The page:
The First World War was supposed to be the war that ended war.  It was supposed to be the war that made the world safe for democracy.  But it gave rise to Bolshevism, fascism and an economic crisis that led to the Great Depression, and set the stage for the even more bloody Second World War.  It was one of history’s greatest tragedies.

Yet the patriotism and sacrifice of the troops who fought is worthy of honor.  They did not send themselves.  They were serving their countries and their fellow citizens as best they knew.

I think most wars are tragic mistakes and many of them are crimes.  Yet if my own country, the USA, did not have citizens who were willing to fight for it at different periods of history, the United States would not be an independent nation, it would have been broken up in order to preserve slavery, the Axis powers would have dominated the world and (maybe) the Soviets would have done so, too.

Germany’s Chancellor Otto von Bismarck said there was one criterion for deciding whether a war was just.  Could the leader who decided to fight the war tell the wife, mother or sister of the soldier who was killed what the soldier’s death accomplished?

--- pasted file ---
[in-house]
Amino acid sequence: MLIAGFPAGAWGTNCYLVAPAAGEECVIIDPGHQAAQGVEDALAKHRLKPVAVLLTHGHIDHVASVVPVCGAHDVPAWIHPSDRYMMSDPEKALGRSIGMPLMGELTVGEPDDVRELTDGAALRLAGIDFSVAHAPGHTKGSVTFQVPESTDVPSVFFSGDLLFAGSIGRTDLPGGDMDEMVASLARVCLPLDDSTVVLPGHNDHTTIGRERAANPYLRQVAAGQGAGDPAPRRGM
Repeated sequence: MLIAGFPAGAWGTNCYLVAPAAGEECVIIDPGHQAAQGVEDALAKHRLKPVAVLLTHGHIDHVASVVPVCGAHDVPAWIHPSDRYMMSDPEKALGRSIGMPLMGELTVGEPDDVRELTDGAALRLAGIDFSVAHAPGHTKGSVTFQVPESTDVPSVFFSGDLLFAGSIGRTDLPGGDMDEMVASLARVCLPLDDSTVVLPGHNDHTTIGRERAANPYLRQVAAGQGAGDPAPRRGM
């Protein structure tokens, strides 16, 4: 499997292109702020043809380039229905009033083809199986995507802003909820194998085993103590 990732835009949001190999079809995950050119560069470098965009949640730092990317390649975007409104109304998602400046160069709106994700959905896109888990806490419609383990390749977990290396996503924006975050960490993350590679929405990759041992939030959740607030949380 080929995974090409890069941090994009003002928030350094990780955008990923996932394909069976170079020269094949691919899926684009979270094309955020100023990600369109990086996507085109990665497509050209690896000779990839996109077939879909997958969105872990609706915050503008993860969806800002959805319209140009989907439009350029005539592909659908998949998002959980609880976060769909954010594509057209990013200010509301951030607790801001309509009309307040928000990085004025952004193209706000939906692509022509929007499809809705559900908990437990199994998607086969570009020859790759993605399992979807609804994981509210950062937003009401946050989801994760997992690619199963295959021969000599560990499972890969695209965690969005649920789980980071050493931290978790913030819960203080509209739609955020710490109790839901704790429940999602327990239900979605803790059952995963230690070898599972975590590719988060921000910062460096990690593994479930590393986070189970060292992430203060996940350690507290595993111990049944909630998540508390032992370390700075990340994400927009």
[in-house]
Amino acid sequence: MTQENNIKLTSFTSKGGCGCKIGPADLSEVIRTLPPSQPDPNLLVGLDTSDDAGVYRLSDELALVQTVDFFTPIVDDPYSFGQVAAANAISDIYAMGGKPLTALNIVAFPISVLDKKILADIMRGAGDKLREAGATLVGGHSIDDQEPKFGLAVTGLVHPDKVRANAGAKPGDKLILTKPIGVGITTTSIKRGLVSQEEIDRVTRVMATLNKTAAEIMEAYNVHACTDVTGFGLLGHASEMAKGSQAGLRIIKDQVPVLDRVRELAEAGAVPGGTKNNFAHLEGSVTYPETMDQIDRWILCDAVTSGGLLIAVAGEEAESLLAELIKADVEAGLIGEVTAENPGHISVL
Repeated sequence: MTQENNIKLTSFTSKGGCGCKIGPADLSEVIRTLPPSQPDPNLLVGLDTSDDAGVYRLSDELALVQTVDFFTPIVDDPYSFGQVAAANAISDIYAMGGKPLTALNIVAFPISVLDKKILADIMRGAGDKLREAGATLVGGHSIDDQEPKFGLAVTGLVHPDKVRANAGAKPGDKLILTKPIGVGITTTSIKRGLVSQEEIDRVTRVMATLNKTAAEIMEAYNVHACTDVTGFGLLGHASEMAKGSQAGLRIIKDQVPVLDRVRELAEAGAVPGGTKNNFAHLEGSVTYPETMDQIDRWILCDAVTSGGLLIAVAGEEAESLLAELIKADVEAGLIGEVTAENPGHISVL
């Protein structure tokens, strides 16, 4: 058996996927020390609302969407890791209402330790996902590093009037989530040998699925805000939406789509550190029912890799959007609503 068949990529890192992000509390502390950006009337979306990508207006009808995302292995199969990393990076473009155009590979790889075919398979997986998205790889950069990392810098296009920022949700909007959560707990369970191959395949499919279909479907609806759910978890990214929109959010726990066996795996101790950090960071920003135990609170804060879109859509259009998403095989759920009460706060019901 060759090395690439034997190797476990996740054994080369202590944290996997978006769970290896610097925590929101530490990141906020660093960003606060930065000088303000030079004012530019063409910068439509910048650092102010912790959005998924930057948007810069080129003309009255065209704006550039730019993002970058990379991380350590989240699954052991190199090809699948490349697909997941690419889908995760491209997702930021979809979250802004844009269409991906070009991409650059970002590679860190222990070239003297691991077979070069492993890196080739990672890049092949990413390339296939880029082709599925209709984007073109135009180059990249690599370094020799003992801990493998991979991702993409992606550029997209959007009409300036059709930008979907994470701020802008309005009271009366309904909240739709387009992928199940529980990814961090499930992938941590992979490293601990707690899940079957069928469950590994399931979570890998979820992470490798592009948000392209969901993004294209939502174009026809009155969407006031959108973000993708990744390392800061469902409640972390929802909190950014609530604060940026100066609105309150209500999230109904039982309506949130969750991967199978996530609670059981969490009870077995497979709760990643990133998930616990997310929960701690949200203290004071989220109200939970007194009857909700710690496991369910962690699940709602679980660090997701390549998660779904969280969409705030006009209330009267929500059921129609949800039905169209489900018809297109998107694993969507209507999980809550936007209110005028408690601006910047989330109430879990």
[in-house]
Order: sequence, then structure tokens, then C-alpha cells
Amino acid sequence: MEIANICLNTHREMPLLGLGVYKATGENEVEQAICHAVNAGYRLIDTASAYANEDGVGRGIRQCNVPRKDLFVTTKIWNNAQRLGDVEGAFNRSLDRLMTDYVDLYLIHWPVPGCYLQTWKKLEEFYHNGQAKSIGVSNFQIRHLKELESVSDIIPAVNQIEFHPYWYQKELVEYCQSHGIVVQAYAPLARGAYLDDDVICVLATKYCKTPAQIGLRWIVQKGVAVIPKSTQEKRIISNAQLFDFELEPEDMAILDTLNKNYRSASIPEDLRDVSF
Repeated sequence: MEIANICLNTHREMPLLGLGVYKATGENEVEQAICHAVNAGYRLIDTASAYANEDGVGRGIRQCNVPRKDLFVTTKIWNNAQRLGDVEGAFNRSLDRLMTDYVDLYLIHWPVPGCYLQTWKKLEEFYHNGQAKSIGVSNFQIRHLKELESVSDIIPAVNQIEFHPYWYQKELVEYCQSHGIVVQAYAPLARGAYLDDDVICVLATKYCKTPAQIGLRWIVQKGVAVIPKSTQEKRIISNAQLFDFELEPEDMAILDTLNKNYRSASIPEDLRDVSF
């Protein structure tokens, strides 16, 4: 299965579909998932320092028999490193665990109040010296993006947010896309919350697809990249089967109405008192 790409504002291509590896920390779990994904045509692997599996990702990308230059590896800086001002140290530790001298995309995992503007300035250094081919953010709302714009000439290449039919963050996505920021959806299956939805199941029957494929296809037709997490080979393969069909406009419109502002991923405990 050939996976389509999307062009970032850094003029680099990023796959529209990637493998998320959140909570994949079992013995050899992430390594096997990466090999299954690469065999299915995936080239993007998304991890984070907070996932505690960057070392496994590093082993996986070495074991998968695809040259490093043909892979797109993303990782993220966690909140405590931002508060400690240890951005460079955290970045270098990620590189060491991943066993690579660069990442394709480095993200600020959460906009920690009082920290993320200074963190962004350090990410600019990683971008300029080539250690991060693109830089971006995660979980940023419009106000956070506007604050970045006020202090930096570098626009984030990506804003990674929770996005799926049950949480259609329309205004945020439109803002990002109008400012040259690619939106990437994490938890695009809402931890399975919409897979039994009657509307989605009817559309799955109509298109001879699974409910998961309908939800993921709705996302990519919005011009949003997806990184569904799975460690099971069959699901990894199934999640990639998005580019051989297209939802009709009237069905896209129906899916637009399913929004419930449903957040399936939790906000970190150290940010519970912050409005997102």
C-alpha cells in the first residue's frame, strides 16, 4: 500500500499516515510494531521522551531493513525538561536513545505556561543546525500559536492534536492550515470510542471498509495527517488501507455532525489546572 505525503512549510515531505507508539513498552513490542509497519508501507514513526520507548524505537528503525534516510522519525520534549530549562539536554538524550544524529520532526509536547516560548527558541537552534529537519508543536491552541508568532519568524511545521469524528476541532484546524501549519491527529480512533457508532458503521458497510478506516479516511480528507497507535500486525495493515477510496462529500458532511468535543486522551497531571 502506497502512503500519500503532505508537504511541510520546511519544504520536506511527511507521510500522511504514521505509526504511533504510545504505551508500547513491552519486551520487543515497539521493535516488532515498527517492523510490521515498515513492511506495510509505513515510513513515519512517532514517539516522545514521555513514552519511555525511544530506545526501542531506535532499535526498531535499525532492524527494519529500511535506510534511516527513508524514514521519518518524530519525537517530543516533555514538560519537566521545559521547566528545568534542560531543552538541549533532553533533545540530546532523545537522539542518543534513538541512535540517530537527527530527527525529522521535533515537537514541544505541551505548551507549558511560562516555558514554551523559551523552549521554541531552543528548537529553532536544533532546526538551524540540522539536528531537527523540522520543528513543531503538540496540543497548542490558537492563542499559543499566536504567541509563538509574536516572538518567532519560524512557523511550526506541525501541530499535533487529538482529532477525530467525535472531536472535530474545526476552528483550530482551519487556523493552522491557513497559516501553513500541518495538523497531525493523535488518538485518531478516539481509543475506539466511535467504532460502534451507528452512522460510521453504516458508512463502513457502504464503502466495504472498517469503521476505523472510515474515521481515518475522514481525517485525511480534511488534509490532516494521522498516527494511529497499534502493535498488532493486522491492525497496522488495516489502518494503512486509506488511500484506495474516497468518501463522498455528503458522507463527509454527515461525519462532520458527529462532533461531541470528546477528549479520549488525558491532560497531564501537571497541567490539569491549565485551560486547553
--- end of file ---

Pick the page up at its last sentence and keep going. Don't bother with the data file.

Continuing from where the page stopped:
I think the best way to honor the troops is to refrain from using their patriotism and sense of duty in a cause that isn’t worthy of it.  And to not abandon them when war is over.

Rare movie footage of the war of the worlds

October 11, 2014

Source: The Great Martian War

Hat tip to Boing Boing.

The Great Martian War is a documentary-style made-for-TV movie that conflates World War One with H.G. Well’s War of the Worlds.  I find this trailer (the full movie isn’t available in the USA) to be weirdly fascinating.

The actual World War One was just as fearsome, and just as much of a break with everyday life, as the events in H.G. Wells’ story.  But while the actual World War was tragic and unnecessary,  a war against extraterrestrial invaders would have been meaningful and glorious.